NHSE seeks to boost efficiency and productivity

12 October 2022 Seamus Ward

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Peter Ridley (pictured), NHS England deputy chief financial officer – operational finance, acknowledged the return to 2019/20 productivity levels and the efficiencies needed to balance the books were ‘a big ask’ of systems.peter.ridley L

Measured by a relatively crude version of productivity – cost weighted activity versus cost growth –the NHS is currently well below the same period in 2019/20. ‘We know there are very good reasons for that, and we know there’s a big differential across the country,’ Mr Ridley said.

Speaking at the HFMA conference, Financial sustainability – getting on the front foot for 2023/24, he insisted the NHS was always one of the most efficient health systems pre-Covid. But, even then, there was a challenge to address efficiency and productivity.

Now, the NHS faced a range of difficulties affecting productivity and efficiency, and the response should be local and national. With the move to integrated care boards (ICBs) on 1 July, the centre wished to ensure ICBs are empowered to do what’s right for their local populations.

However, some things should be done nationally – actions that require a critical mass or one approach, Mr Ridley said. NHS England has an efficiency programme leading on these actions, which have been determined with input from system leaders.

The national efficiency programme could provide ‘more and better data’, as well as leading on medicines value, standardisation, and providing guidance on delivering savings on temporary staffing, for example.

Expanding on the work of the temporary staffing workstream, Mr Ridley said agency staff were an important part of the staffing mix in the NHS. But there was a need to reduce the use of agency to boost efficiency and productivity.

There had been a focus on agency spending around five years’ ago, which focused on national controls, price caps and framework agreements. NHS England had signalled a return to these measures in July this year in a letter on setting ceilings on system expenditure.

‘Collectively we significantly reduced agency costs in the late 2010s, and we would like to learn from that, which is why we’ve taken some of the actions we have,’ Mr Ridley said.

‘It is difficult to take this action when we are under the degree of pressure we are, and we know there are gaps in the workforce so it might seem strange to be talking about agency spend. We got on top of this before and we really want to support people to do this.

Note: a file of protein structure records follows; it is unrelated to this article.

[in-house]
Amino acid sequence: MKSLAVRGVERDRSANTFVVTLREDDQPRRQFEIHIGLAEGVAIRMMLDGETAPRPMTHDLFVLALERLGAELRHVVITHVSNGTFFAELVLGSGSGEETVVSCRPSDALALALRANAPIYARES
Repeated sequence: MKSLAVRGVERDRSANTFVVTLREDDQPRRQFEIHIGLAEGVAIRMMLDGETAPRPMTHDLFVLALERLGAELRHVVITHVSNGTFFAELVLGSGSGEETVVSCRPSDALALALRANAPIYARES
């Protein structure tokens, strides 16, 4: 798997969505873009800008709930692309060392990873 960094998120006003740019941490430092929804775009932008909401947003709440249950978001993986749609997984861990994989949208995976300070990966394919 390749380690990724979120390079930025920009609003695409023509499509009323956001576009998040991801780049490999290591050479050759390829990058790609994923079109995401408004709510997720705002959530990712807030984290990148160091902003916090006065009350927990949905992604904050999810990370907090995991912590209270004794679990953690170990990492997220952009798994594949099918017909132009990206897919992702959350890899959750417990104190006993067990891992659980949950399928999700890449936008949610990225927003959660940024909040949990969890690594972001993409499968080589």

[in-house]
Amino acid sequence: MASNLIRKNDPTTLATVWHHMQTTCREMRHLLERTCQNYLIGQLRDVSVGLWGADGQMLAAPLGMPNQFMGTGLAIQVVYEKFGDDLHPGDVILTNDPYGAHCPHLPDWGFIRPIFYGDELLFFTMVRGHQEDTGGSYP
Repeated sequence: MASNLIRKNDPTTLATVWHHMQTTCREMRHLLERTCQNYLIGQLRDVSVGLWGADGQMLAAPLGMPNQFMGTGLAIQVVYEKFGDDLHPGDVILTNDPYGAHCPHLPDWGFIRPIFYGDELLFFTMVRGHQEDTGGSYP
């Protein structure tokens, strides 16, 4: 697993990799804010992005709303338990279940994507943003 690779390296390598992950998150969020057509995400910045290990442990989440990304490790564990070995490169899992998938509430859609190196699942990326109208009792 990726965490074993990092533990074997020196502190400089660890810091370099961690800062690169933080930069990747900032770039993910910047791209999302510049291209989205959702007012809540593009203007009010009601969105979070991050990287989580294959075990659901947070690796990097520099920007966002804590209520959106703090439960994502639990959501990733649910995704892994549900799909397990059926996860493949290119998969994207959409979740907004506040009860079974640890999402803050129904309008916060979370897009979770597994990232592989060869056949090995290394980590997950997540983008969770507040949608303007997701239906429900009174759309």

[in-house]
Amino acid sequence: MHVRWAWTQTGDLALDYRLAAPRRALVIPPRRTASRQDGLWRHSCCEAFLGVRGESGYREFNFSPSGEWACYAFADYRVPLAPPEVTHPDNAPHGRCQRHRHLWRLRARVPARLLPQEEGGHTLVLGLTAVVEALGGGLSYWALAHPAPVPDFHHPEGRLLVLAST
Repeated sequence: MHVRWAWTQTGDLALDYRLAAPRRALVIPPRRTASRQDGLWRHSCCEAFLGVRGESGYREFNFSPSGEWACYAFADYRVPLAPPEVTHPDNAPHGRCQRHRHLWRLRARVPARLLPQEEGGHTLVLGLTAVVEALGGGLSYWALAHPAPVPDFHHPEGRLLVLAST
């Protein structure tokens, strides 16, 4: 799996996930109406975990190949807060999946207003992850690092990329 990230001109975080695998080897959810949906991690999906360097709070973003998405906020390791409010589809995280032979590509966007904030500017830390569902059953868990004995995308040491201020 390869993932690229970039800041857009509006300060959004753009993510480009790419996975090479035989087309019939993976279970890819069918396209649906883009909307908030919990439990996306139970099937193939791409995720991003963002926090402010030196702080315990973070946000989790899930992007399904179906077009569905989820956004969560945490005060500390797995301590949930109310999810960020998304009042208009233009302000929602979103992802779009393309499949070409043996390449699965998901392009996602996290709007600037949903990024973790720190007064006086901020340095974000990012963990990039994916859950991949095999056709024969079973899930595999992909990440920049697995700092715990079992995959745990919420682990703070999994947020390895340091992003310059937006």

‘When we talked to chief finance officers, and others in NHS finance, they felt it would be useful to have a national set of expectations and national controls so that when we did use agency we would feel we’ve got value for it.’

The July measures were the first steps in reducing agency costs and were based on systems’ individual plans. One or two organisations have almost no agency use, and have worked hard on local collaborative banks. The temporary workforce workstream is keen to learn from these organisations, and he feels putting their work on a national scale could be helpful.

He added it was important to share innovations, suggesting the One NHS Finance innovation programme as a good way of sharing and discovering improvements.

Mr Ridley said in some regions since April 2019 there had been a 16% increase in workforce. ‘I don’t think any of us can describe well enough where that workforce is and what it is doing. I’m keen we continue to work through this. Can we describe our permanent workforce as it is already and then get it to where it needs to be? We need to have a better understanding of the growth in our workforce and let’s make sure we are getting absolutely the best out of the workforce we have,’ he added.

Outlining the cost pressures faced by the NHS, Ed Waller (pictured), deputy chief financial officer – strategic finance, said the headline efficiency requirement in England was 2.2% in 2022/23, but at local level it could feel tougher.ed.waller L

‘The level of Covid funding reductions means that though we have a 2.2% efficiency target, it feels like 4.6% as we try to take out the extra costs,’ he told the online conference.

Yet Covid remained a pressure for the NHS.

‘We had more Covid patients in hospital this summer than the previous two summers combined. Covid is still very much there, having a variety of impacts on bed use. That has an impact on our financial performance.’

The NHS has also seen an increase in staff sickness, which has led to an increase in the use of temporary staff that could cost up to £1bn. New infection prevention and control measures have also adversely impacted on productivity.

On top of these Covid-related pressures, Mr Waller said inflation had added up to £3bn in recurrent cost pressure. The pay deal had generated unfunded costs of £1.4bn. This had been met partly by reprioritisation, but this will also be carried through into 2023/24.

The service was also affected by non-pay inflation, driven by rises in energy prices and estates costs. NHS England had put in £1.5bn in spring 2022 to help the NHS cope with these increases.

Looking ahead to 2023/24, he said that with the Bank of England forecasting inflation of up to 9%, significant increases in non-pay costs are likely.

‘We need to give people realistic assumptions on inflation in the planning guidance, but that’s difficult to do prospectively,’ Mr Waller said. ‘We will try to do our best on that front.

‘With Covid and the possibility of a difficult flu season over the winter, it’s always difficult to know where these things will go. This year [2022/23] we’ve tried to react during the year to the realities of life, and in spring we had to reflect rising inflation with the additional £1.5bn. I think we’ll have to reserve the right to see how things are going in 2023/24, and make plans accordingly.’